Restoration

Since the Sargent’s purchased Buckhorn, it has been Bruce Sargent’s mission to restore Buckhorn to it’s historical resort state in the 1930’s. His first step in making that happen was getting Buckhorn Mineral Springs property listed on the National Register of Historic Places as a Historic District. Over almost 30 years the lodge, cabins, vapor bath houses and numerous other buildings have been completed, but the journey is not yet finished.

Buckhorn Mineral Springs property is listed on the National Register of Historic Places as a Historic District 

Buckhorn Mineral Springs Non Profit

Buckhorn Mineral Springs (BMS) is a non-profit entity separate from Buckhorn Springs Inc, which operates the retreat facilities. Its primary purpose is to promote, protect, restore, and maintain the BMS property. Due to the number of resources on the property, Buckhorn was listed on the National Register of Historic Places on January 17 1989, as its own Historic District. BMS received its non-profit status in 2000, and by 2001 was awarded its first grant, from the Oregon State Historic Preservation Office (SHPO) to do stabilization and preservation work on Cabins 9-12. BMS has since received a second grant from SHPO, which covered restoration work on the most significant part of Buckhorn’s history, the Vapor Bath House area. Future projects and grants are in the works for BMS, please see BMS Projects page to find out more.

You can help to preserve Buckhorn’s history by donating to Buckhorn Mineral Springs Non Profit!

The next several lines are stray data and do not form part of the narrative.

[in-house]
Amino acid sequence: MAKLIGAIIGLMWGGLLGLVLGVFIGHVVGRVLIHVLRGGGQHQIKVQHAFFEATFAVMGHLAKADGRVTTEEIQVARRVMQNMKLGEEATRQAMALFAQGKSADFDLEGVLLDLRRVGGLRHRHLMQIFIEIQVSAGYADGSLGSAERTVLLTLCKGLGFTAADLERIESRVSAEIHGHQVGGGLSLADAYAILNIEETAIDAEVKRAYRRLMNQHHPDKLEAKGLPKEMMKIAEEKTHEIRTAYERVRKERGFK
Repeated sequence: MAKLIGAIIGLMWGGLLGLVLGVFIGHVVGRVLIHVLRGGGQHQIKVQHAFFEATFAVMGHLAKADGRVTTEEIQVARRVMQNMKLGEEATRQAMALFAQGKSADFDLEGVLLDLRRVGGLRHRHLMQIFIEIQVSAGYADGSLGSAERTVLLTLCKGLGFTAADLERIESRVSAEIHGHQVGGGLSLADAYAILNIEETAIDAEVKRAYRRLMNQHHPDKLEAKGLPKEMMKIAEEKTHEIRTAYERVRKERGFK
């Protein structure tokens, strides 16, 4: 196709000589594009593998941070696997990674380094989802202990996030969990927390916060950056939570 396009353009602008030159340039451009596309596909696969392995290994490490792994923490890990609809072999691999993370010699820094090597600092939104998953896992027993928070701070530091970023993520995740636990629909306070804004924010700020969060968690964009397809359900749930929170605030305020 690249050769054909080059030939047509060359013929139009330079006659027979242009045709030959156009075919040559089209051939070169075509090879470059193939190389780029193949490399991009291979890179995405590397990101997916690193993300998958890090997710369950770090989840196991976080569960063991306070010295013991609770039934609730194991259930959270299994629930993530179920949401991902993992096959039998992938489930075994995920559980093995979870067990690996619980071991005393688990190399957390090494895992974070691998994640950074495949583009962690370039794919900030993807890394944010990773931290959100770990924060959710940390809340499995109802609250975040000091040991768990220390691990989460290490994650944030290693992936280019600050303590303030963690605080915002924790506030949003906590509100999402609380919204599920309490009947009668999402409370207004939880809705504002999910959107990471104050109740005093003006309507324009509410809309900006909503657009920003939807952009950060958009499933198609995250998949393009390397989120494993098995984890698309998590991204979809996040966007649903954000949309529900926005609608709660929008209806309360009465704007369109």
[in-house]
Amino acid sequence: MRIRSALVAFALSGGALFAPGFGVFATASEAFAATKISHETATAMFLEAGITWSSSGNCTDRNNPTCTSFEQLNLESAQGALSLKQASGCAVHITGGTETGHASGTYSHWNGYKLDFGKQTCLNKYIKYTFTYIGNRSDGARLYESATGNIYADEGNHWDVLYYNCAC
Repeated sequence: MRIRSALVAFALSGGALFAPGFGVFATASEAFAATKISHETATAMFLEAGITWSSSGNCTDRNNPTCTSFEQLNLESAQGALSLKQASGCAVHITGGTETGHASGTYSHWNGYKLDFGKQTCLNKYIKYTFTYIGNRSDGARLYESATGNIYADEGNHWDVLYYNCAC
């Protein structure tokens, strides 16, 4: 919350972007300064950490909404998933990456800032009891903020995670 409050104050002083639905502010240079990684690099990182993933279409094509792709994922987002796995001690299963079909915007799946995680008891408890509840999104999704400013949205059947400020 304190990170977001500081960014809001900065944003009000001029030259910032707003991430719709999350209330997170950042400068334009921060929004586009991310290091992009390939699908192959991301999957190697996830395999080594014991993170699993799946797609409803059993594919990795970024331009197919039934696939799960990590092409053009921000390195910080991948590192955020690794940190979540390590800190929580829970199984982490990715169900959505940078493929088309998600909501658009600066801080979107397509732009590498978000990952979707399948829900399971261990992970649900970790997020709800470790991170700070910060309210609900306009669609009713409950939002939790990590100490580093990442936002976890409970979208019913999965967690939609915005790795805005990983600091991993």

Buckhorn Springs Restoration

Physeotherapy Clinic

In late August of 2002, the Sargents were startled by a terrible loud collapsing noise followed by a second identical noise, soon to discover that the west and south wall of the Physiotherapy Clinic had collapsed. The next big project for Buckhorn Mineral Springs will be the restoration of the Physiotherapy Clinic in order preserve the building and to create a museum of Buckhorn history–a huge undertaking. With all of the proceeds of the Buckhorn Springs Historical Cookbook going to restore this building, the Sargents hope to begin restoration soon. If you would like to purchase a book or donate to Buckhorn Mineral Springs, or to become a member, please visit our donation page.

Lodge Restoration

When the Sargent’s bought Buckhorn Springs in 1988, they knew then the first and hardest thing they had to do was restore the lodge. Bruce began the challenge by uncovering historical photos of the exterior of the lodge from 1892. Using these he was able to accurately reconstruct the exterior to resemble the photos as closely as he could. “I was lucky enough to use the historic photographs taken of the front of the Lodge to scale all the necessary dimensions such as wall height and door and window size and placement,” says Sargent. Bruce was unable to find any information on the interior, which left him free to come up with a new floor plan to meet the modern comforts of today, such as more spacious rooms and indoor plumbing.

In 1864, the core of the Lodge was originally built as a typical homestead house. It was approximately 15 feet by 25 feet, two stories with two rooms on each floor. In 1892, James Clarke Tolman had the home expanded into a Lodge. There were many changes over the years including a fire along with major interior remodeling in the 1960’s. When we purchased Buckhorn in 1988, although the Lodge’s footprint was essentially the same as it had been in 1892, it was unrecognizable from the early days.